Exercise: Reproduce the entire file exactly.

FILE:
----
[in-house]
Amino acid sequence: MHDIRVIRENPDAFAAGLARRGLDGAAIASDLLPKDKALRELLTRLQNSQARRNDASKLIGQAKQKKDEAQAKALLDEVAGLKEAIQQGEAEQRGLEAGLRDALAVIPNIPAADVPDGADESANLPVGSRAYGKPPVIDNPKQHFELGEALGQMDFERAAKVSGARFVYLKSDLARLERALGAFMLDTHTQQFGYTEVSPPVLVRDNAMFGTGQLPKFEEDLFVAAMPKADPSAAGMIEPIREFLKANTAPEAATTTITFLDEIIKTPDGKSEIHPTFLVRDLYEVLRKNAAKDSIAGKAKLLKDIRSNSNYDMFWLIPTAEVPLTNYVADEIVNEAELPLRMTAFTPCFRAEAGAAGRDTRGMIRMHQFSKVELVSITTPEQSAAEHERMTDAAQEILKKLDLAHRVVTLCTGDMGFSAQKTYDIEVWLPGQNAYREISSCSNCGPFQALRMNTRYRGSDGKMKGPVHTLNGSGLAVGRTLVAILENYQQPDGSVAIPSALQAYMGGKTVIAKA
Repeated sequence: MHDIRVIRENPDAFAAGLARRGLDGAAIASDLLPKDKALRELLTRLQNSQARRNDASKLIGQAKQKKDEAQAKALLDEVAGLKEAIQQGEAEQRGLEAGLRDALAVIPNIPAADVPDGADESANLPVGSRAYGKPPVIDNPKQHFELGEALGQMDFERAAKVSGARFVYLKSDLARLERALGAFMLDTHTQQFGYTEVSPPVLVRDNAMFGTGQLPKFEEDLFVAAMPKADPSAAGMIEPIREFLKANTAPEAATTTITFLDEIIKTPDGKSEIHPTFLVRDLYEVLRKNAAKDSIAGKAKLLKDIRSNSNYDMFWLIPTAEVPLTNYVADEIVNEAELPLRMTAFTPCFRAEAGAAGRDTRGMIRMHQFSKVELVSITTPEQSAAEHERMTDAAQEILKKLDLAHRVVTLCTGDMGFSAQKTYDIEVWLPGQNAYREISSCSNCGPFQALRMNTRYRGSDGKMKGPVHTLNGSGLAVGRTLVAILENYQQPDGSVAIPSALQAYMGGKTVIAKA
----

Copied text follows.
[in-house]
Amino acid sequence: MHDIRVIRENPDAFAAGLARRGLDGAAIASDLLPKDKALRELLTRLQNSQARRNDASKLIGQAKQKKDEAQAKALLDEVAGLKEAIQQGEAEQRGLEAGLRDALAVIPNIPAADVPDGADESANLPVGSRAYGKPPVIDNPKQHFELGEALGQMDFERAAKVSGARFVYLKSDLARLERALGAFMLDTHTQQFGYTEVSPPVLVRDNAMFGTGQLPKFEEDLFVAAMPKADPSAAGMIEPIREFLKANTAPEAATTTITFLDEIIKTPDGKSEIHPTFLVRDLYEVLRKNAAKDSIAGKAKLLKDIRSNSNYDMFWLIPTAEVPLTNYVADEIVNEAELPLRMTAFTPCFRAEAGAAGRDTRGMIRMHQFSKVELVSITTPEQSAAEHERMTDAAQEILKKLDLAHRVVTLCTGDMGFSAQKTYDIEVWLPGQNAYREISSCSNCGPFQALRMNTRYRGSDGKMKGPVHTLNGSGLAVGRTLVAILENYQQPDGSVAIPSALQAYMGGKTVIAKA
Repeated sequence: MHDIRVIRENPDAFAAGLARRGLDGAAIASDLLPKDKALRELLTRLQNSQARRNDASKLIGQAKQKKDEAQAKALLDEVAGLKEAIQQGEAEQRGLEAGLRDALAVIPNIPAADVPDGADESANLPVGSRAYGKPPVIDNPKQHFELGEALGQMDFERAAKVSGARFVYLKSDLARLERALGAFMLDTHTQQFGYTEVSPPVLVRDNAMFGTGQLPKFEEDLFVAAMPKADPSAAGMIEPIREFLKANTAPEAATTTITFLDEIIKTPDGKSEIHPTFLVRDLYEVLRKNAAKDSIAGKAKLLKDIRSNSNYDMFWLIPTAEVPLTNYVADEIVNEAELPLRMTAFTPCFRAEAGAAGRDTRGMIRMHQFSKVELVSITTPEQSAAEHERMTDAAQEILKKLDLAHRVVTLCTGDMGFSAQKTYDIEVWLPGQNAYREISSCSNCGPFQALRMNTRYRGSDGKMKGPVHTLNGSGLAVGRTLVAILENYQQPDGSVAIPSALQAYMGGKTVIAKA